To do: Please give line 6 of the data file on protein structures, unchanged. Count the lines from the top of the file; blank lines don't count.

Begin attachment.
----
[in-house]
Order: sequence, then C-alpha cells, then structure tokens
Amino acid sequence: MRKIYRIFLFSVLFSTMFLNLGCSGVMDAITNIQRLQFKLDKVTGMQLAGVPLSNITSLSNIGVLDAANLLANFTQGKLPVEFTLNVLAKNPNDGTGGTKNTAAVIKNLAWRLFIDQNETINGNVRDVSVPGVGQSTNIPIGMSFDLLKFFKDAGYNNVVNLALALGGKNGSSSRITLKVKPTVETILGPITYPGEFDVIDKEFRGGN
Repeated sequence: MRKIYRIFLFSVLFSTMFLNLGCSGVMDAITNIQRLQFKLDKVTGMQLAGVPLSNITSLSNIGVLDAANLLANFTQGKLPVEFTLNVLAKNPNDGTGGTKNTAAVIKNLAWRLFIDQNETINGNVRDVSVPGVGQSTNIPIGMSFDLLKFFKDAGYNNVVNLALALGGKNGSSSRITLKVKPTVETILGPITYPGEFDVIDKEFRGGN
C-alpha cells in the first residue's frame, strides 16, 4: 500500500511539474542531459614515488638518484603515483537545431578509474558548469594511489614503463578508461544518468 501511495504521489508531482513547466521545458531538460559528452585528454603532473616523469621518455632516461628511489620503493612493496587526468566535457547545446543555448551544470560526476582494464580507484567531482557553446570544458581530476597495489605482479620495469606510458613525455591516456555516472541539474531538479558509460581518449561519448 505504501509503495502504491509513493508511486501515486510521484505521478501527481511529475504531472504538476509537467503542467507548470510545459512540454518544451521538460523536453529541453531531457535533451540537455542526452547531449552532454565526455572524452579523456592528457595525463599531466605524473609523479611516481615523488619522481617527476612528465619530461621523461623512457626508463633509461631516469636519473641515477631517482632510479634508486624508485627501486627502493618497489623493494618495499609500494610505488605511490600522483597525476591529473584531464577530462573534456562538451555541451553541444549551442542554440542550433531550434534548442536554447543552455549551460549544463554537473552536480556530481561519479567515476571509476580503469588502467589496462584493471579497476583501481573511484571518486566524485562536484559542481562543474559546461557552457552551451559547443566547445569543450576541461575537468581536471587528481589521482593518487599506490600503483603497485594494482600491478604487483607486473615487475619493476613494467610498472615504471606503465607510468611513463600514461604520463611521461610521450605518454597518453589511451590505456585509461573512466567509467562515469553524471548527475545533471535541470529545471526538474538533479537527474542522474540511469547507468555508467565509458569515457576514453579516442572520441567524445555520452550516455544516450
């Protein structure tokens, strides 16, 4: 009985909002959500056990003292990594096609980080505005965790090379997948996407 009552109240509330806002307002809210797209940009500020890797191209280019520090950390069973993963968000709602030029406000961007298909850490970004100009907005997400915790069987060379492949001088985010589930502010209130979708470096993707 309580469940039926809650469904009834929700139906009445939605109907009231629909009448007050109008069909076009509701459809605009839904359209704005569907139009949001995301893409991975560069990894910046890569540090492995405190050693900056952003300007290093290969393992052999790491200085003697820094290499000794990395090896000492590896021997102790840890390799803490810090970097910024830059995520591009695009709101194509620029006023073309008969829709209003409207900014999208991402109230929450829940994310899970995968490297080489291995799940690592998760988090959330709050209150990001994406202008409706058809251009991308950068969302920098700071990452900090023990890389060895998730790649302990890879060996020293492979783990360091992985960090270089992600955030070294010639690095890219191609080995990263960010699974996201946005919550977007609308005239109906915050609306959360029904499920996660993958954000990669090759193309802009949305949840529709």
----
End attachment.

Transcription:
């Protein structure tokens, strides 16, 4: 009985909002959500056990003292990594096609980080505005965790090379997948996407 009552109240509330806002307002809210797209940009500020890797191209280019520090950390069973993963968000709602030029406000961007298909850490970004100009907005997400915790069987060379492949001088985010589930502010209130979708470096993707 309580469940039926809650469904009834929700139906009445939605109907009231629909009448007050109008069909076009509701459809605009839904359209704005569907139009949001995301893409991975560069990894910046890569540090492995405190050693900056952003300007290093290969393992052999790491200085003697820094290499000794990395090896000492590896021997102790840890390799803490810090970097910024830059995520591009695009709101194509620029006023073309008969829709209003409207900014999208991402109230929450829940994310899970995968490297080489291995799940690592998760988090959330709050209150990001994406202008409706058809251009991308950068969302920098700071990452900090023990890389060895998730790649302990890879060996020293492979783990360091992985960090270089992600955030070294010639690095890219191609080995990263960010699974996201946005919550977007609308005239109906915050609306959360029904499920996660993958954000990669090759193309802009949305949840529709």